The colored strips for the blocks and borders came out of the scrap drawer. I thought I had used a lot of strips, but the drawer is, somehow, still pretty full


There is a "where's Waldo?" in this quilt. If you look at the second row in the photo above, you can see that some of the blocks jumped into their own version of order. When I caught this, I decided to leave it as is. It's my little joke to see if anyone notices.

Here are a few more pillowcases waiting for inspiration to transform them into something new. In the meantime, I'm going to be looking through my closet to find a batt and some backing fabric for the finished top.

Saturday, September 26, 2009

Harvesting Quilt Fabric from Pillow Cases: Part 2


Let's pick up where we left off last time. Remember that I had a second pillowcase set aside. From that second pillowcase I cut 4.5" square alternate blocks, and I set both these, and some of the 4-patch blocks, in 4.5 x 2.5 rectangles with 2.5" cornerstones. I wanted to put some "air," or breathing space in all those scraps.

When I made the 4-patches I was trying to coordinate the scraps with the colors in the first pillowcase's fabric, but I pulled a lot of contrasting colors for the outer parts of the blocks to spice it up a bit.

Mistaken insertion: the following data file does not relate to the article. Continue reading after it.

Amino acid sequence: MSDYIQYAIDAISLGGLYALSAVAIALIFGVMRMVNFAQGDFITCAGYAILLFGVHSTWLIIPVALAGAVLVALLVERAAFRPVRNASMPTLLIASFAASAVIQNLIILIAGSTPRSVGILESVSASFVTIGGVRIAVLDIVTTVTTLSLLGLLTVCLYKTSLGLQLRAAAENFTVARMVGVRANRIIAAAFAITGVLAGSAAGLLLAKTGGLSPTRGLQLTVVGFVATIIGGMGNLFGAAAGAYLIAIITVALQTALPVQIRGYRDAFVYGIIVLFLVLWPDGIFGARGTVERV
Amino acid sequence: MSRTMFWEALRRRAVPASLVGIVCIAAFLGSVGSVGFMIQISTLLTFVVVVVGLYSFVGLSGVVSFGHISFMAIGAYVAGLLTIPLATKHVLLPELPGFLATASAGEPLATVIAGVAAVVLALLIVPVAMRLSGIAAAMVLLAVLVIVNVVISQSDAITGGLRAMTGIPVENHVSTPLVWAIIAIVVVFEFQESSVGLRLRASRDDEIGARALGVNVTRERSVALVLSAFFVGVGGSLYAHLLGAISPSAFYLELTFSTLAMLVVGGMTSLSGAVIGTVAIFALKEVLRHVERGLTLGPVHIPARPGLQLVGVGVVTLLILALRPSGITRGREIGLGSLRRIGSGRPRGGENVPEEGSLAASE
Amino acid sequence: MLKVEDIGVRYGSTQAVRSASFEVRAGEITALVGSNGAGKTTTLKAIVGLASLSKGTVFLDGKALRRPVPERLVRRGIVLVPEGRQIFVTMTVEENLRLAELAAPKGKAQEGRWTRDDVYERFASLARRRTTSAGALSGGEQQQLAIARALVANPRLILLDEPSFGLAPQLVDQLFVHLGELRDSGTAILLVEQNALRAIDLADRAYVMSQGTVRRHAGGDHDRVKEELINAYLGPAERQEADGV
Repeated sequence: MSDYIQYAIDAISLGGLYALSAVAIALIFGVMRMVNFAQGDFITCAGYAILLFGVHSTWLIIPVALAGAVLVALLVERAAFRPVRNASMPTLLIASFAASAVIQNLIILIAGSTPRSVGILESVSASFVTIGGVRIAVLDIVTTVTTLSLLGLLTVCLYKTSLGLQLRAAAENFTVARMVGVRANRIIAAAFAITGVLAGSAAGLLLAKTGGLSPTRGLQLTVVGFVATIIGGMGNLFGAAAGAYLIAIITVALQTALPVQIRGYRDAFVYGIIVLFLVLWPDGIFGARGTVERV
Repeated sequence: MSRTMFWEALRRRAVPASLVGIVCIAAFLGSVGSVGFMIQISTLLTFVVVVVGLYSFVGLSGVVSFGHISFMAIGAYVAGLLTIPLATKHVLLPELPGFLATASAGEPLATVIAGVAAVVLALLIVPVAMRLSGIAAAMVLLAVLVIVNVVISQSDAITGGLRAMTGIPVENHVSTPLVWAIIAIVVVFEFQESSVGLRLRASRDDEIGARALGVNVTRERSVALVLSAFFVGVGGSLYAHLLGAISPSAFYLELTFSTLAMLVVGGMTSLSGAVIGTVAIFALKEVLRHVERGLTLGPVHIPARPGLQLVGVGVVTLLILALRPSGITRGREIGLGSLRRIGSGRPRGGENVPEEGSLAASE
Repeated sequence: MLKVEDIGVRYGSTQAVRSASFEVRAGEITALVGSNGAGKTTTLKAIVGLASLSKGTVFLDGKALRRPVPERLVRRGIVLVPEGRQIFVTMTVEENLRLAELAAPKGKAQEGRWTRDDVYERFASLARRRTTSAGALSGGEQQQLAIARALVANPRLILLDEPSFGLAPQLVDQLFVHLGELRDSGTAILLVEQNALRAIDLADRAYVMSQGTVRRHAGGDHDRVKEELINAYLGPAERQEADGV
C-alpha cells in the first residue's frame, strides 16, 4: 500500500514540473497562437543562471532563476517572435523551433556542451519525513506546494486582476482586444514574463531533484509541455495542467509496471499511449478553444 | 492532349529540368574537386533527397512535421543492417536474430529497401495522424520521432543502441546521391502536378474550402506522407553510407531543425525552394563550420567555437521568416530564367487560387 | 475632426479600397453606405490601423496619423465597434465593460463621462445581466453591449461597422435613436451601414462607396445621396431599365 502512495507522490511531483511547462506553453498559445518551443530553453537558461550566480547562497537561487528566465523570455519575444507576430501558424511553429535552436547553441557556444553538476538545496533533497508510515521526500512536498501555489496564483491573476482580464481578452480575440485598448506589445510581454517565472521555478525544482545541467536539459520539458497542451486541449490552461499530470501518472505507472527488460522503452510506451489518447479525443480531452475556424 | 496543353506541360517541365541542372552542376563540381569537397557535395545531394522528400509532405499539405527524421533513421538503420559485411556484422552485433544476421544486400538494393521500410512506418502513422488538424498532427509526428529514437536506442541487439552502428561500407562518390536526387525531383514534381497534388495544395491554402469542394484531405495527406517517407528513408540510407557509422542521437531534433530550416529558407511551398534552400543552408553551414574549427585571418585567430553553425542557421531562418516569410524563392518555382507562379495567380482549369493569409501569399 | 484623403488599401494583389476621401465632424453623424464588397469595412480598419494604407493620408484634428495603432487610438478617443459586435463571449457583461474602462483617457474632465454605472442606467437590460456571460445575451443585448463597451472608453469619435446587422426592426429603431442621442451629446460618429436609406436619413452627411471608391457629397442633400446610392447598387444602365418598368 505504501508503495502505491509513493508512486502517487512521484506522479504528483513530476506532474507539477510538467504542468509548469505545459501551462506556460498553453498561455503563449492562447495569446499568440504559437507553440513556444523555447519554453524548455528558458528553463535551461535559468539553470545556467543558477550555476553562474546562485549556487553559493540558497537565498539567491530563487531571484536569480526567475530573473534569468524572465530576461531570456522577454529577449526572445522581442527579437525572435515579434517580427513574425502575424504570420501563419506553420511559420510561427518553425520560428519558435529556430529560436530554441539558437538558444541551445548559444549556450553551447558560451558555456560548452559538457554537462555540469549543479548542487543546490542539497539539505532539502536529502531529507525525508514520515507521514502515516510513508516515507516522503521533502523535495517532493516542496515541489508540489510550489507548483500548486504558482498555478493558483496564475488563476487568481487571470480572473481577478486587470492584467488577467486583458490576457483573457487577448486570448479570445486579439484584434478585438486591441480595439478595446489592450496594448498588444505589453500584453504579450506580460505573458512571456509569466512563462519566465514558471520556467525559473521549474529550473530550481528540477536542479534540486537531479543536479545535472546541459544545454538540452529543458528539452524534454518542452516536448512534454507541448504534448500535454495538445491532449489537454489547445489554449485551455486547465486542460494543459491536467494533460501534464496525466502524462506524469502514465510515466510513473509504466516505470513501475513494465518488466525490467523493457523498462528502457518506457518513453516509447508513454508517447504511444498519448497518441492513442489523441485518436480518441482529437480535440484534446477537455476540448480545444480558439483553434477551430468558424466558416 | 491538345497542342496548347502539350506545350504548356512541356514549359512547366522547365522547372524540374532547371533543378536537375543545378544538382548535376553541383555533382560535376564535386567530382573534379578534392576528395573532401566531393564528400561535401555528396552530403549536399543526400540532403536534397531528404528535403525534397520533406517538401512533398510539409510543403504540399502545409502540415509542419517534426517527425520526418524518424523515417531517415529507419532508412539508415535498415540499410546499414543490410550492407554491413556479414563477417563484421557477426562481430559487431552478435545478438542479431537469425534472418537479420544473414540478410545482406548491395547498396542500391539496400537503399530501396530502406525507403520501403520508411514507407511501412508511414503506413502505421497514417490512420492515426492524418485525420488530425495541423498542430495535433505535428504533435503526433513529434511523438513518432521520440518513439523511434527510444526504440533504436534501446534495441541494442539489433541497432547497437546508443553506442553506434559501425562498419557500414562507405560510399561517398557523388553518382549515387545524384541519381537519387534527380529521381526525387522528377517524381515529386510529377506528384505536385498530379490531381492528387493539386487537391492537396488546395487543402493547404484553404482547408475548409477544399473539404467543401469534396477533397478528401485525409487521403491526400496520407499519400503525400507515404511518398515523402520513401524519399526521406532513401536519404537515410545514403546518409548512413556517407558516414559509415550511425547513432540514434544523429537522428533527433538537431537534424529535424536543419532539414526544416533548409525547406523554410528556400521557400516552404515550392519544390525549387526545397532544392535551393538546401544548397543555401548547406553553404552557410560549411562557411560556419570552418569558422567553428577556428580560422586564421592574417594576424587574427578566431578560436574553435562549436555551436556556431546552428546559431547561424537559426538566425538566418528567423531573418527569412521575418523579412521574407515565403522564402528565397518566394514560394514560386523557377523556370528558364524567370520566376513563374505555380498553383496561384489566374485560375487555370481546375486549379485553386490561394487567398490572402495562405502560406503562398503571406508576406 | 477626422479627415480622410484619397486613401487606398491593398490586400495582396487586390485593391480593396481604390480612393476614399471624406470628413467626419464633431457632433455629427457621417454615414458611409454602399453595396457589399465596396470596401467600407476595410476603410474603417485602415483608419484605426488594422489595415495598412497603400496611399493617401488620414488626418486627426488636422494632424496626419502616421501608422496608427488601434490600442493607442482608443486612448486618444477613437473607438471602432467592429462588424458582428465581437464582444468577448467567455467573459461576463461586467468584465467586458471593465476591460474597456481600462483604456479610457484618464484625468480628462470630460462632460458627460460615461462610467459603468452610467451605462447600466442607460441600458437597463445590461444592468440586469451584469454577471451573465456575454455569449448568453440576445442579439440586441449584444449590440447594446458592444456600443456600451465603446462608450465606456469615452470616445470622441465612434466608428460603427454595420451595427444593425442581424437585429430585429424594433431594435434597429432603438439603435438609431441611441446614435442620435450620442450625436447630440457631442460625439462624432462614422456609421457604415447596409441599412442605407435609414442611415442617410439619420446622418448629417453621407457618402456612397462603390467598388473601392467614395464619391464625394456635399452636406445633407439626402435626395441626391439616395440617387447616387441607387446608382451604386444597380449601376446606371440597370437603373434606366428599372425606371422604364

Once I had the blocks made, I cut 2.5" sashing strips and 4.5 inch wide outer borders from the remaining pillow case fabric, and from odds and ends of neutrals that will blend in. A lot of the sashing was cut from some thrifted shirting fabric that someone had cut out with a pattern to make a shirt, but never sewed together. You can see it in the first photo: it has tiny running dogs on it. The neutral border strips make the scrappy blocks appear to float.

I had a lot of 4-patch blocks left over, and these will go in the outer border.


While I was doing all this, it was Bunny's turn to guard the cutting table. She doesn't leave me much space to work. I may have to make my next quilt a miniature. She thinks I should just stop complaining, tidy up the table and put away my piles.

Now all I have to do is sew everything together. I hope to grab a few hours to do this over the next week. Have a wonderful weekend.